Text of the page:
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$1.8 Million in Olympic Funds OKd for Youth Sports

March 18, 1986|KENNETH REICH | Times Staff Writer

Nearly $1.8 million in grants from the 1984 Olympic surplus were approved Monday by the Amateur Athletic Foundation for youth sports projects in Southern California, including $500,000 for a Boy Scout program in San Pedro and $116,667 to renovate the track at Balboa Stadium in San Diego.

The San Diego grant was made on a "challenge basis," to actually be distributed only when a local group, the Friends of Balboa Stadium, raise the rest of the $350,000 needed for the project.

Similarly, the foundation board made a "challenge" grant of $250,000 to the Hollenbeck Police Business Council in East Los Angeles for expansion of the Hollenbeck Youth Center and establishment of a regional gymnastics center. The council must raise another $250,000 for the project before the foundation will award its grant.

The $500,000 for a waterfront youth sports program to operate in conjunction with the Boy Scouts camp and conference center at Cabrillo Beach in San Pedro was conditioned only on final approval of the Scouts' plans, at which time the foundation board said the grant could be as high as $550,000.

The rest of a total of 29 grants, many of which were quite small, were made unconditionally.

Foundation President Stanton Wheeler said the challenge grants are designed to encourage community groups to help themselves. He said that in the years ahead he expects many of the more sizable grants of the surplus Olympic funds to be made on that basis. The foundation expects to make about $5.5 million in grants in each of its first two years in existence.

$90-Million Total

The foundation eventually will control a capital sum of about $90 million, but, in a surprise announcement, Paul Ziffren, the board chairman, disclosed that, contrary to indications at the beginning of February, the Los Angeles Olympic Organizing Committee has not yet made a new distribution of money and is holding more than $100 million in its own accounts.

This means that the foundation and the United States Olympic Committee--another major beneficiary of Olympic surplus--each has received as yet only a $50-million distribution. Ziffren ascribed the new delay to technicalities that he did not discuss in detail. Wheeler pointed out that Monday's grants extend the foundation into other parts of Southern California, with some money going not only to Los Angeles and San Diego counties, but also to Ventura, Orange, Santa Barbara and Riverside counties. This trend will continue, the foundation president said.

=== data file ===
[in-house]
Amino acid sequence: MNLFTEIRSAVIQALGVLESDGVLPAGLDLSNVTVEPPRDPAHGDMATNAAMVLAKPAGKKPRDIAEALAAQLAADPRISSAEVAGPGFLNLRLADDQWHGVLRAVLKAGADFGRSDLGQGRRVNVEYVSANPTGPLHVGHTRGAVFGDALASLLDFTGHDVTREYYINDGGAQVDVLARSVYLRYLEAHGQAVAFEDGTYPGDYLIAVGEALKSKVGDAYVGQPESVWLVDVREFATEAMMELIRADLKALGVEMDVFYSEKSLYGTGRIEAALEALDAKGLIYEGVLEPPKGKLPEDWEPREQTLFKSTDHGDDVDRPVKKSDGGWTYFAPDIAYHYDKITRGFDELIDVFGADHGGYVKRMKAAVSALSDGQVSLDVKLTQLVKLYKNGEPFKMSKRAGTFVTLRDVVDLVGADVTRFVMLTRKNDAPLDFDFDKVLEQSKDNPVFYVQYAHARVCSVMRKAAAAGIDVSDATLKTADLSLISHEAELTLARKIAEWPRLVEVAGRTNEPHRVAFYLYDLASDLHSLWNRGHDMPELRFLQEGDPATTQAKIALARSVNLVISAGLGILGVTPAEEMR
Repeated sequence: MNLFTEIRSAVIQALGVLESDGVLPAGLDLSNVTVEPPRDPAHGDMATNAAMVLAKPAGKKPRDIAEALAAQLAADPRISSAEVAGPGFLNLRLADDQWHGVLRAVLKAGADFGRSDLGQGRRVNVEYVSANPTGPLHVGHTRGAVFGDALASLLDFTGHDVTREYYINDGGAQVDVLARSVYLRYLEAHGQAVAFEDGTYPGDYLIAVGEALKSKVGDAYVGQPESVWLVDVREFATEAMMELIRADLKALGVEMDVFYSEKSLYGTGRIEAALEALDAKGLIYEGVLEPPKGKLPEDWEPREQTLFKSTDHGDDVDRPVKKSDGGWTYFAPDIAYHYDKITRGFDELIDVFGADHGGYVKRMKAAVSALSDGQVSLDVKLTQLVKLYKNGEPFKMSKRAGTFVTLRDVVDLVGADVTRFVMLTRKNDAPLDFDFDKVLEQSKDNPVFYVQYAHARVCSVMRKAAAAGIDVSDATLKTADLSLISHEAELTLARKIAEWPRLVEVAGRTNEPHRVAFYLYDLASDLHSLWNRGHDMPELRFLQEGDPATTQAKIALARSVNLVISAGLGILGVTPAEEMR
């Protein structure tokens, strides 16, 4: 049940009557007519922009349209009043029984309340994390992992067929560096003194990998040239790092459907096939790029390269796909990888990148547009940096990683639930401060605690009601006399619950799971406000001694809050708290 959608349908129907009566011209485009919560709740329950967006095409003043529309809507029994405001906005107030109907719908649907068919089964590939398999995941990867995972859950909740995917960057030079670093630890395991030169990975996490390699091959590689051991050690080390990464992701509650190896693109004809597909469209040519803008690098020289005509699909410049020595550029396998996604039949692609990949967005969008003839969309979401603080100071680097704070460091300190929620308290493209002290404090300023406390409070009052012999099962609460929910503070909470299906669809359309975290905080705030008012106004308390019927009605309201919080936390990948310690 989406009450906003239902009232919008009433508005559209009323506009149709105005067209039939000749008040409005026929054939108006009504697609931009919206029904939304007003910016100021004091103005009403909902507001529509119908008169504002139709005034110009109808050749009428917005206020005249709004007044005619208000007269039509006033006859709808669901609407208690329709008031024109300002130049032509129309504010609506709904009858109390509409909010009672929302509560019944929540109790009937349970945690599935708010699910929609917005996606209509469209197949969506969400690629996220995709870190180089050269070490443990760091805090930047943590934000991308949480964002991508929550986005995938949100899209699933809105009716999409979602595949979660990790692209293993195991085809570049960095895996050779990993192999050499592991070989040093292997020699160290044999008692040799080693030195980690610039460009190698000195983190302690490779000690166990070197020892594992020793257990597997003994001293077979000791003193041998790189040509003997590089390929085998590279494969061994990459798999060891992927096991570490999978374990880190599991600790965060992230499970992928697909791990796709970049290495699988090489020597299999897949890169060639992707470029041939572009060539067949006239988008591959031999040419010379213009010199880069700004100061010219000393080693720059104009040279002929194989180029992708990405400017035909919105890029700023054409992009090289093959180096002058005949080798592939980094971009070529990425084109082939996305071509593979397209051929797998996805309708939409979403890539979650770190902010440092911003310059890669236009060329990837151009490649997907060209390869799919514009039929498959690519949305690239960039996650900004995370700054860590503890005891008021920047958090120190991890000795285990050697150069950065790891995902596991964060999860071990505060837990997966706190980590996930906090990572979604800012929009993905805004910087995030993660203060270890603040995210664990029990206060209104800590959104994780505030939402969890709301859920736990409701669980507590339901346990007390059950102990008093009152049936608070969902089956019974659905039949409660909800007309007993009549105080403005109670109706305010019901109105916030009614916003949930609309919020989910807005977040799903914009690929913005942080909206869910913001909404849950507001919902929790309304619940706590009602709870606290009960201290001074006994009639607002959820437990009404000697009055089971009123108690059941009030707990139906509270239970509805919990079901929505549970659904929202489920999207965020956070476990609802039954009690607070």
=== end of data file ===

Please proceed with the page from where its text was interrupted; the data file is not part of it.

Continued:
These grants were also approved:

- $100,000 to the Constitutional Rights Foundation for a sports and law program in the Los Angeles Unified School District. Designed to be offered initially to about 420 students in two junior high schools, the course will examine such topics as sports contracts, recruiting violations and violence in sports. A similar program was given high ratings in St. Louis.

- $25,047 to the Volunteers of America of Los Angeles for a seminar on jobs having to do with sports. A three-day workshop, followed by meetings one Saturday a month for 10 months, will involve about 100 high school juniors and seniors.

- $46,308 for the establishment of a throwing center for hammer, discus, javelin and shot at West Los Angeles College. The center will be under the direction of former Olympic gold medalist Hal Connolly.

- $175,400 for the first year of a planned two-year pilot YMCA team sports program at Y facilities in the Crenshaw District, East Los Angeles, Hollywood and Montebello. Teams will be organized in basketball, volleyball, swimming and a minor sport yet to be designated.

- $51,000 to the Southern California Badminton Assn. for organization of five to seven badminton playing centers, including at least three in Los Angeles inner-city areas, one in the Riverside or Claremont area, one in Orange County and possibly others in Altadena and the San Fernando Valley.

- $201,200 to the Boys Club of America/Pacific Region for team handball, mini-handball and mini-soccer facilities at 30 different boys and girls clubs in Southern California. Mini-facilities are sports played on smaller fields with fewer players.

- $100,000 to the Long Beach Rowing Assn. for equipment and other support for an instructional and competitive program for high school-age youths from throughout the Los Angeles Basin.

- $20,500 to the Ventura Youth Sports Assn., to support baseball and soccer programs in the Saticoy area of Ventura.

- $12,346 to the Ventura Department of Parks and Recreation for a summer basketball camp and winter league play for 250 youngsters in a low-income area along Ventura Avenue.

- $15,000 to the Ladera Little League in the Inglewood area to develop a girls softball league involving 312 girls.

- $10,200 to the First Christian Church of Bell for development of community sports leagues in basketball and volleyball. The leagues will be open to all youngsters regardless of church membership.

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